Homily, Palm Sunday of the Passion of Our Lord B
Most of us don’t have a problem with anything that Jesus did during His years of public ministry, the miracles that He worked, His proclamation of the kingdom of God, or the healings that He performed. We might just think that three years is an awfully short time for His ministry. This summer, I’m coming up on my third anniversary of ordination to the priesthood, and it feels like I’m still just getting started. So maybe you think that Jesus should have given Himself more time, but we really don’t have much of a problem with what Jesus did during His life. But when we’re honest with ourselves, all of us—at one time or another—have a problem with the way that Jesus chose to die, that He would choose a path of such intense suffering to redeem the world, that He would tell His disciples, He would tell each one of us, that we must follow Him, deny ourselves, take up our own cross, and follow Him. We have a problem with the fact that God chose to redeem all of creation through suffering and death.
We often find ourselves joining in with St. Peter, if we think back towards the middle of the Gospel accounts when Jesus gives His first prediction that He must be handed over, suffer, and die a shameful death, we say with Peter, “God forbid, Lord, that such things should happen to you.” When we or someone we love falls sick or receives a difficult diagnosis, when tragedy strikes, “God forbid that such things should happen to me or to my relatives. Why, O God, have you forsaken me?” We rebel against the Cross. When faced with difficulties or the slightest suffering, we begin immediately to question God’s love for us and the goodness of His plan for us.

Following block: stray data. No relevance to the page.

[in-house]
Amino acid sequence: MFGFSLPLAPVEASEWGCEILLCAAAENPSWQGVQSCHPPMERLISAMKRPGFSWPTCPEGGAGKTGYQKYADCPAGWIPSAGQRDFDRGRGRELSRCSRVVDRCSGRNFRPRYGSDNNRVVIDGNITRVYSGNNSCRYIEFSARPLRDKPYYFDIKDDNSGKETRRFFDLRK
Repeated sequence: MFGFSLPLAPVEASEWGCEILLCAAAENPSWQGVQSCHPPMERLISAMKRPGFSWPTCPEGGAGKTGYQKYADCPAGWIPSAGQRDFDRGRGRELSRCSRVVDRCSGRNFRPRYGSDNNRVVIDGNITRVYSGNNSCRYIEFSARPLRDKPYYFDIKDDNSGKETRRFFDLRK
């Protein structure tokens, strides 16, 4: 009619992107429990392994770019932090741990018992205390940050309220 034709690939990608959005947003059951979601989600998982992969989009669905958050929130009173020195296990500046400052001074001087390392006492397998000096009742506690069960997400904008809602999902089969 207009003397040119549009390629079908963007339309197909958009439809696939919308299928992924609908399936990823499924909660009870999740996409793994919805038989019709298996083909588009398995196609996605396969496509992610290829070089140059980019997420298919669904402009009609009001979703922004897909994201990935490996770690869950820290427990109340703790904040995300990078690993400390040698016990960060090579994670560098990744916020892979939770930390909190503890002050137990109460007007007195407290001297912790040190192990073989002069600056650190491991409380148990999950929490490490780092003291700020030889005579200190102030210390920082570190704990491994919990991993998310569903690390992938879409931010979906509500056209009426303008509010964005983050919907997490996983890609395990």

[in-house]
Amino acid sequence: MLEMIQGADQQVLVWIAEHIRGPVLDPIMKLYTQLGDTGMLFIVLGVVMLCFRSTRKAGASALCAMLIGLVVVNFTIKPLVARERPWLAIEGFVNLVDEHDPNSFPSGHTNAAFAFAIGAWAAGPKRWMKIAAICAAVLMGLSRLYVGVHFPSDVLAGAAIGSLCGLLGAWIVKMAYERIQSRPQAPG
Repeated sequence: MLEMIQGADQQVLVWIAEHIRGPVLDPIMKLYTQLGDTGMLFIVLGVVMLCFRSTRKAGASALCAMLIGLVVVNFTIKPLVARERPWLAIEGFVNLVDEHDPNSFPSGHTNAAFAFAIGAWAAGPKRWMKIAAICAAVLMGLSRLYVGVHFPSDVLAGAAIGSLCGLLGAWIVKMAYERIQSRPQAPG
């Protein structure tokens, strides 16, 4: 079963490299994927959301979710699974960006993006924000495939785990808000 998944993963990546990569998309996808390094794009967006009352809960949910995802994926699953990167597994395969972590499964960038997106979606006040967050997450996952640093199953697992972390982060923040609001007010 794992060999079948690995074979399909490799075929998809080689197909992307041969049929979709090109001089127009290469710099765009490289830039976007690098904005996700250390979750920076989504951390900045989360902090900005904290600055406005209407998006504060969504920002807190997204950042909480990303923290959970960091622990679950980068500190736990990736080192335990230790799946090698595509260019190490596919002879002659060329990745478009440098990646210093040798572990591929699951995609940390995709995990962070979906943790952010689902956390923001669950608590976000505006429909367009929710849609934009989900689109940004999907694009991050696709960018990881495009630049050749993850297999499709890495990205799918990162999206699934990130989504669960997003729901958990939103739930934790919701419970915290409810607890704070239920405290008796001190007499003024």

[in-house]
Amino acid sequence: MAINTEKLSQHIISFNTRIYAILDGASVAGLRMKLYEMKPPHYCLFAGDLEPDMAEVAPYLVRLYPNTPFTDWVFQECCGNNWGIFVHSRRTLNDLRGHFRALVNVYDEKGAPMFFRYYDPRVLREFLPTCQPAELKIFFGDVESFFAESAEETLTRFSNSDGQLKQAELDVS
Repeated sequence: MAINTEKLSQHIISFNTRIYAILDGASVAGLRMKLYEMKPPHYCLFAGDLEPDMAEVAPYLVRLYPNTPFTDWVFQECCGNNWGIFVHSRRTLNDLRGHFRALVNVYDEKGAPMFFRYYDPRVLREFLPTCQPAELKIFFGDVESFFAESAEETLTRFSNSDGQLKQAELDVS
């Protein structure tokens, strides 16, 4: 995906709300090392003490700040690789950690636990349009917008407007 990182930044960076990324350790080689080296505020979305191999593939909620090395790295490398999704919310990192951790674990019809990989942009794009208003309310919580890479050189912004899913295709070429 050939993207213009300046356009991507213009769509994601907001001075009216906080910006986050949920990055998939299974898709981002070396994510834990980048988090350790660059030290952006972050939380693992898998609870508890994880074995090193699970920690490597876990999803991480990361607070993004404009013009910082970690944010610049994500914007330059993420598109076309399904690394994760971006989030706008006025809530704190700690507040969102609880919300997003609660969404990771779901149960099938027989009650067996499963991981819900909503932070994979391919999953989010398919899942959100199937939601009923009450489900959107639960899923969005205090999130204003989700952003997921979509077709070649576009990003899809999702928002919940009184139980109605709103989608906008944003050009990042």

This great mystery of suffering is what we enter into, as we begin Holy Week. If God redeemed the world from the wood of the Cross, then our suffering too can have meaning, dignity, even value, when joined to the Cross of Christ, when patiently endured, with love and trust in God’s plan for us. Suffering never becomes easy. There are no easy answers when tragedy strikes. Our human nature revolts against suffering and death. Even Jesus prayed that this cup might pass Him by, “yet not what I will, but what you will,” O heavenly Father. We take this week as an opportunity to simply stay with the mystery of the Cross, not to expect that we will be able to understand suffering or comprehend it, but not to run from it either. To stay with Mary and John at the foot of the Cross, asking for that same trust and perseverance, to see it through to the new life of the Resurrection.